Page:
In the present chapter we are to deal with the question, "Who should be covered by a system of relief and social security?" We shall start with an attempt at a very general answer and then take up qualifications. In giving a broad answer we shall assume that there is substantial agreement that the basic fundamental objective of social insurance and relief is to prevent anybody from being or remaining in want. The existence of want requires the state to take appropriate action to see that want is relieved. If that general assumption is accepted, the broad answer to the question is simple. Every man, woman, and child resident in the country should be covered without any exceptions.
That answer does not mean, however, that every man, woman, and child should be relieved from want in precisely the same way, that there should be no differentiation with respect to the causes of want, or that the social security system itself should be all embracing. In the next chapter the question of what causes of need should be covered by the social security system will be taken up in detail. Here we need only point out that certain classes of the population require treatment, custodial care, or restraint in specialized public institutions. Institutional care prevents them from being in want. If they happen to have dependents who do not require institutional care, these dependents lie within the sphere of the social security system.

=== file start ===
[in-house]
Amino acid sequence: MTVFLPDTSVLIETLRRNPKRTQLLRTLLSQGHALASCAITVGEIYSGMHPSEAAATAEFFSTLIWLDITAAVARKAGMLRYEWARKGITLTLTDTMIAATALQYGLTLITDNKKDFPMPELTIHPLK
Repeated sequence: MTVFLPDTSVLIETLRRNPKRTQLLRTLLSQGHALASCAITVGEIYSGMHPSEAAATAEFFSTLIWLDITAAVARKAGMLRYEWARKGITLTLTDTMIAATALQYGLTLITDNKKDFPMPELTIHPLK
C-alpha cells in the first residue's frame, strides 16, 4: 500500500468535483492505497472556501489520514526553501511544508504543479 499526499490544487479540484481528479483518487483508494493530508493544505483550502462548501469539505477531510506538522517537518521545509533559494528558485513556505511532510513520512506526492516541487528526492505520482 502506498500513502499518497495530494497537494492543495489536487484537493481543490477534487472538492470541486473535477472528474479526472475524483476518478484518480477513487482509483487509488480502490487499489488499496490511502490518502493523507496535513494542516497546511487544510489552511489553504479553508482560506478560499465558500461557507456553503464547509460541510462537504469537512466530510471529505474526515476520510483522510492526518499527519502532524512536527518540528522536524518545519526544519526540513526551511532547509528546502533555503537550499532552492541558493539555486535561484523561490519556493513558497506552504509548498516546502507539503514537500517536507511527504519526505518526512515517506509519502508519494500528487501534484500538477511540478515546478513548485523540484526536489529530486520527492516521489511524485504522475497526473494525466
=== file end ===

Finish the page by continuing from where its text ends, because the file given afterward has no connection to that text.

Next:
From the broad assumption another conclusion seems to follow. Relief of actual want occupies a position of very high priority in its claims on the funds of the state. Ahead of it one would place necessary operating costs of government, preservation of law and order, national defense, essential health protection and governmental activities essential for the continued production of necessary goods and services. The theory underlying this statement is that the safety of all cannot be jeopar